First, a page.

A landmark legal decision by the Supreme Court has led to the City watchdog’s consideration of new rules for Payment Protection Insurance (PPI) Claims. The decision came from the case Plevin vs Paragon Personal Finance in which Susan Plevin, a 59 year old college lecturer, was charged an upfront premium of £5,780 on a loan of £39,870. It was uncovered that 71.8% of this premium was commission, with Paragon taking £2,280 and the broker LLP Processing, receiving another £1,870. The failure to disclose this commission fee, the Supreme Court said, was a breach of the 1974 Consumer Credit Act, meaning that the sale was deemed unfair. The FCA responded to the ruling, implying that the non-disclosure of commission could be another route of financial mis-selling for which consumers could be compensated: ‘ The FCA is considering whether additional rules and / or guidance are required to deal with the impact of the Plevin decision on complaints about PPI.’
It has been reported that consumers who were mis-sold Payment Protection Insurance (PPI) on their credit cards may not have been refunded all of the money that they were owed. According to an investigation by the BBC PPI compensation pay-outs could have a £1bn shortfall.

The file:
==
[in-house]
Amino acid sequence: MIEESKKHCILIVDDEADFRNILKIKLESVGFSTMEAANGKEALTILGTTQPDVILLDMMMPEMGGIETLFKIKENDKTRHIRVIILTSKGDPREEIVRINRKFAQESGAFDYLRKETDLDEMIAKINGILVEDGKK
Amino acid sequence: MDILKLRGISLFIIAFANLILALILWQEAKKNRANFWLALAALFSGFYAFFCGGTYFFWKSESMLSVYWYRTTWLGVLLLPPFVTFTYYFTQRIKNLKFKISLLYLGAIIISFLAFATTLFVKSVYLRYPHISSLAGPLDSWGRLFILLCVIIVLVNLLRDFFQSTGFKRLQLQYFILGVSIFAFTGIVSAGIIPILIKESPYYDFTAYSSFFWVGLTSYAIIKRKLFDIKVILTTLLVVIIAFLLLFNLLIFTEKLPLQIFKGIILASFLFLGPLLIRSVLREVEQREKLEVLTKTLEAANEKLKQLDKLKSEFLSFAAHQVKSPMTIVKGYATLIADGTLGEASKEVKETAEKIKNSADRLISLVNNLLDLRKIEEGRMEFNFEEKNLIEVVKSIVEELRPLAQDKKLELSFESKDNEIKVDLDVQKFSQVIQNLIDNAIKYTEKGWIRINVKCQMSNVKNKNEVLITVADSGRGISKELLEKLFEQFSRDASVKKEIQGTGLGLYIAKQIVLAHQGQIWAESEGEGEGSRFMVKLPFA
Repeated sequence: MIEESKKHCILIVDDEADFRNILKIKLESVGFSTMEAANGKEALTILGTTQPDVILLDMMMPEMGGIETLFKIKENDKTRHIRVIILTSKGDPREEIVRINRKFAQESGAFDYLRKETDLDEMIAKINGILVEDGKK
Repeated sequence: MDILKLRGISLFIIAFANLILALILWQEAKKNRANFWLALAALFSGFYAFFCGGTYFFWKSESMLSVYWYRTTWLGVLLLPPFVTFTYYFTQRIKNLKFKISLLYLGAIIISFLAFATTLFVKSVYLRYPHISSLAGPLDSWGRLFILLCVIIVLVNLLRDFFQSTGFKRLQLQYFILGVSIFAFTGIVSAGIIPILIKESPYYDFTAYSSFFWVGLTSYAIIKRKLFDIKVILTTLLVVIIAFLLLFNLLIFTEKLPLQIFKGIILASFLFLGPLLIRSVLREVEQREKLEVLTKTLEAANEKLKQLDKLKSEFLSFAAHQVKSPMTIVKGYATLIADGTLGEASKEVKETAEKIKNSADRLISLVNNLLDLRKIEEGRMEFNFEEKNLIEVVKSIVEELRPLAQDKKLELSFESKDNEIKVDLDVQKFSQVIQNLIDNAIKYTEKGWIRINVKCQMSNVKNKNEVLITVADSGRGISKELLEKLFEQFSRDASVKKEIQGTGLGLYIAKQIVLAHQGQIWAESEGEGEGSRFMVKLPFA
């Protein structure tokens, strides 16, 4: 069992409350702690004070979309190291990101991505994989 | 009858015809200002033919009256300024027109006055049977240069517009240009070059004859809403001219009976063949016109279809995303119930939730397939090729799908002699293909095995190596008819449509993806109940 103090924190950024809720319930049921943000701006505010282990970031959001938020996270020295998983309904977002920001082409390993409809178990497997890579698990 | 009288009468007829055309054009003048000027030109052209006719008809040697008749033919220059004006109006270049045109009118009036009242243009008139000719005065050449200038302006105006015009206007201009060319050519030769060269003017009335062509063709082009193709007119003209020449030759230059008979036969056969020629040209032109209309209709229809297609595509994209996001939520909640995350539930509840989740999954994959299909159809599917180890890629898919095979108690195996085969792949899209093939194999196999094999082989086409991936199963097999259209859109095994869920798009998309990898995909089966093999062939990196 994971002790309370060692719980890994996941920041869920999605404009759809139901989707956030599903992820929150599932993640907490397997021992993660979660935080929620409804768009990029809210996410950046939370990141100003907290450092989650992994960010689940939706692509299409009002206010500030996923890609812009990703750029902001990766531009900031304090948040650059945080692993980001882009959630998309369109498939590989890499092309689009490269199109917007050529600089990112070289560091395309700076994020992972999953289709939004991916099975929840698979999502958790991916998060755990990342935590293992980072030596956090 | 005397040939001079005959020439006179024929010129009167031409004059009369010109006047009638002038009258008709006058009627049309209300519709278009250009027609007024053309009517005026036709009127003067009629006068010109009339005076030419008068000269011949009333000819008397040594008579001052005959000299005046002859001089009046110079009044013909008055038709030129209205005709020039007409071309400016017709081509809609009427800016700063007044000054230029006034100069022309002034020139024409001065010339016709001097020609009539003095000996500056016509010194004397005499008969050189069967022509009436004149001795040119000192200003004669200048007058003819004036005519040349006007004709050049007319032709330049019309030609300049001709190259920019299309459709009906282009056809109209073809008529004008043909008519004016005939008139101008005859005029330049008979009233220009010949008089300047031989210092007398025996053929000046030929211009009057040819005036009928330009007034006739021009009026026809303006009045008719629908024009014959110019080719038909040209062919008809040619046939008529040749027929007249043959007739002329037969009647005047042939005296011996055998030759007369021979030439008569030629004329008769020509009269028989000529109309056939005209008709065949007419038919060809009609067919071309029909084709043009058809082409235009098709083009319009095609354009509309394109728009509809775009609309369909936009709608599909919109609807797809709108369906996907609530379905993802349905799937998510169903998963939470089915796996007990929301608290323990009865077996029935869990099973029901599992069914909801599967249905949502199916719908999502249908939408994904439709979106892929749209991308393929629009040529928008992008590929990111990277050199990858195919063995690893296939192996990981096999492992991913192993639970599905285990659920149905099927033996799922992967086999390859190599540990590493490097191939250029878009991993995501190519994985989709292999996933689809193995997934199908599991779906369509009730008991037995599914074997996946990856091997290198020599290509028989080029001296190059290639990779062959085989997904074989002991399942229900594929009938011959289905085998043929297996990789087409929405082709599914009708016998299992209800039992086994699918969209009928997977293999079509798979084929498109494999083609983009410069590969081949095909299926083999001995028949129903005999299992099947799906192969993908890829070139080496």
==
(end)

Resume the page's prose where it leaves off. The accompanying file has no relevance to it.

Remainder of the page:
The Financial Conduct Authority (FCA) has issued its largest ever retail fine (£117m) to Lloyds Bank Plc, Bank of Scotland Plc and Black Horse Ltd (together Lloyds) for failing to treat their customers fairly when handling Payment Protection Insurance (PPI) complaints between March 2012 and May 2013. During the relevant period Lloyds assessed customer complaints relating to more than 2.3 million PPI policies and rejected 37% of those complaints.